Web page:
Godzilla: King of the Monsters is the official sequel to the second Hollywood attempt at a Godzilla film, which was really good (unlike the first). That was a big surprise—of course, people who like monster movies had been hoping that there would be a good Godzilla movie out of the US at some point. It starts pretty much where the last one left off, but as the title indicates, there are some more monsters in there.
The cryptozoology agency Monarch faces a new threat, the return of the Titans. So they have to keep Godzilla alive but under control (as much as you can control a Godzilla…) to fight these monsters. The Titans are Mothra, Rodan, King Ghidorah and several more. Like Godzilla, they have risen again, and they all want supremacy over the earth. There’s an ecoterrorist, Alan Jonah, who hopes they succeed. He kidnaps one of the Monarch scientists, Emma, and her daughter Madison, who have been able to keep the Titans under control. Emma has some environmentalist history, so Jonah thinks they can talk her into helping them.
The problem with the first film is you don’t see Godzilla until the last 15 minutes—but it’s called Godzilla, and that’s what we want! Here there is plenty of monster screen-time. The original King Kong is always the standard for these kinds of monster movies, because the use of stop-motion animation means the giant gorilla has his own personality quirks. That’s incredibly hard to do with CGI, but they manage to do that here. That increases believability. It also has an interesting message, that humans will likely be responsible for our own extinction at some point (which is pretty likely).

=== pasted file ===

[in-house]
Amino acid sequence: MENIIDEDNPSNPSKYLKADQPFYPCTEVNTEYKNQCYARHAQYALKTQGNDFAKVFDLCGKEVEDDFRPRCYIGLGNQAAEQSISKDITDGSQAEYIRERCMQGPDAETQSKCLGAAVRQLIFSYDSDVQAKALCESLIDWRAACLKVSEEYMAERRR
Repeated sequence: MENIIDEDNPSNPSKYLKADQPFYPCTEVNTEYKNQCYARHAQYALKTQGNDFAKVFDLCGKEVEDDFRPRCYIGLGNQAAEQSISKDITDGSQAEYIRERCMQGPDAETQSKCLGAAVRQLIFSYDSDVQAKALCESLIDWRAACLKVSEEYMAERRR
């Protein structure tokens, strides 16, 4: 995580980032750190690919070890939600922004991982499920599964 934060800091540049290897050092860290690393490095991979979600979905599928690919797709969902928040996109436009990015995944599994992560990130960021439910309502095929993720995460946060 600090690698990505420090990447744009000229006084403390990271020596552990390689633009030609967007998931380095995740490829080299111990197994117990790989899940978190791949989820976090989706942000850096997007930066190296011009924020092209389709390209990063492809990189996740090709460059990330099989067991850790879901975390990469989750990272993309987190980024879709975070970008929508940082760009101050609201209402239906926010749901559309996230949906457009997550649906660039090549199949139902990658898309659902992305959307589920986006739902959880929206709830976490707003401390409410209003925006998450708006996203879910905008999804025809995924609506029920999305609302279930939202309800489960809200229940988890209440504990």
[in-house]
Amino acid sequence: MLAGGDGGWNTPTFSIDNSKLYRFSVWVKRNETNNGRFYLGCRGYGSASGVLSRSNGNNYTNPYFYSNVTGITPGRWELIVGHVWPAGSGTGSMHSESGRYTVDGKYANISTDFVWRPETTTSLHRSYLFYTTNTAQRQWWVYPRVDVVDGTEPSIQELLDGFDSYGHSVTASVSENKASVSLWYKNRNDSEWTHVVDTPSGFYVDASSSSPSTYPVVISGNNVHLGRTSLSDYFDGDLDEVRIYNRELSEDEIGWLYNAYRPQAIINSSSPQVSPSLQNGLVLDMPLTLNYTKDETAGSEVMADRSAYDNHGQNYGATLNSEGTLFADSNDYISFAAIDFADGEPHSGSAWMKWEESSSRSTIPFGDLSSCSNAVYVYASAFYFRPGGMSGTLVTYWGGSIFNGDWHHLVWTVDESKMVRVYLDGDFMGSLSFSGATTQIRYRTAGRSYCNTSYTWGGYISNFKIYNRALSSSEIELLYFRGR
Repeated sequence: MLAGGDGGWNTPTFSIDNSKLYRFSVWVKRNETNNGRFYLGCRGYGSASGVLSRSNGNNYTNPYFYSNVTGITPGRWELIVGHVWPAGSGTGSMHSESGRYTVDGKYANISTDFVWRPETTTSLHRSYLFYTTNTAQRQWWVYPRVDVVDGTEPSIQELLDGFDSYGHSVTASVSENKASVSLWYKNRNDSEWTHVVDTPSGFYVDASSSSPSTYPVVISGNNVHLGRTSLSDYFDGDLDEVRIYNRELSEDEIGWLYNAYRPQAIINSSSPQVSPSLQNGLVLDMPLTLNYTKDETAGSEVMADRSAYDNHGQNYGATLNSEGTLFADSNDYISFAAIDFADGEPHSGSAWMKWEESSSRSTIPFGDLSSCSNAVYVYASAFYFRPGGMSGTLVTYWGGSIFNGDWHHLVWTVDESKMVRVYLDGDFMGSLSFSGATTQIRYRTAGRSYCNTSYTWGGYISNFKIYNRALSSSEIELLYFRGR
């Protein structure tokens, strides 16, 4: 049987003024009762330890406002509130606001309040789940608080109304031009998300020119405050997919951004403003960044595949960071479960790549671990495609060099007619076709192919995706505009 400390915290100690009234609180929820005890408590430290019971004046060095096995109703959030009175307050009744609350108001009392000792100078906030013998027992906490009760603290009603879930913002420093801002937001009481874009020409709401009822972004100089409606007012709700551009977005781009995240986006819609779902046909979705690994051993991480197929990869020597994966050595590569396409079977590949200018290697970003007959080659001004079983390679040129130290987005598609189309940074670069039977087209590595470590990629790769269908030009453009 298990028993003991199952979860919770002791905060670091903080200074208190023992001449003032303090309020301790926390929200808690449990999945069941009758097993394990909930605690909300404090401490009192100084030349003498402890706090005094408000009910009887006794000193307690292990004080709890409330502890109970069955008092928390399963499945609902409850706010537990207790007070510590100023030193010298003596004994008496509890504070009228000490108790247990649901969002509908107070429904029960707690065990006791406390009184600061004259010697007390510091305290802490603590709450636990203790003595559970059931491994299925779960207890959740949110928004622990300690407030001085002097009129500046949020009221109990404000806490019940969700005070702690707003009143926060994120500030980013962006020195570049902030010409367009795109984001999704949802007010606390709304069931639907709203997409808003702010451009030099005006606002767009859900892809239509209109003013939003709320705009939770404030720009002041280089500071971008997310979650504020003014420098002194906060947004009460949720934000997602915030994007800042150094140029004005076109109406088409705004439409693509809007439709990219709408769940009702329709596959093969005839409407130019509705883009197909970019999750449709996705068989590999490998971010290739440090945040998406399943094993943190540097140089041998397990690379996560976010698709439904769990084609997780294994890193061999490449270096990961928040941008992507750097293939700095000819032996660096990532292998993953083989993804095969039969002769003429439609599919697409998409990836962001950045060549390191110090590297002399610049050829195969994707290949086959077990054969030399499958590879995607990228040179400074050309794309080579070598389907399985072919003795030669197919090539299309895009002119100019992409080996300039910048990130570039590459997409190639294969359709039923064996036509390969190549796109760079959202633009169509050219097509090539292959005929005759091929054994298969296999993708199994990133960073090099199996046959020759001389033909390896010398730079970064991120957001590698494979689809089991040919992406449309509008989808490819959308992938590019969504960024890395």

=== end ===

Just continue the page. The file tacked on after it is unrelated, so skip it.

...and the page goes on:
It has quite a good cast as well, with Kyle Chandler as Emma’s ex, Vera Farmiga as Emma, Millie Bobby Brown (Eleven in Stranger Things) in her feature film debut as Madison, Ken Watanabe, Bradley Whitford (the white dad from Get Out), Sally Hawkins (who was in the last one and probably only reprised her role due to having a week off), and Charles Dance as the eco-terrorist leader. At the very end, the end credits set up what will be the sequel, Godzilla vs. Kong, which, since I didn’t have strong feelings either way about Kong: Skull Island, I’ll have to check out when it arrives next year regardless.
Godzilla: King of the Monsters was one of the better blockbusters of last summer, and got an unfair rap from some critics. If you missed it first time around, which it looks like a lot of people did, definitely check it out. Fans of the first movie will probably like it. There’s a commentary on the disc by director Michael Dougerty, executive producer Zach Shields and O’Shea Jackson Jr., deleted scenes and a bunch of featurettes.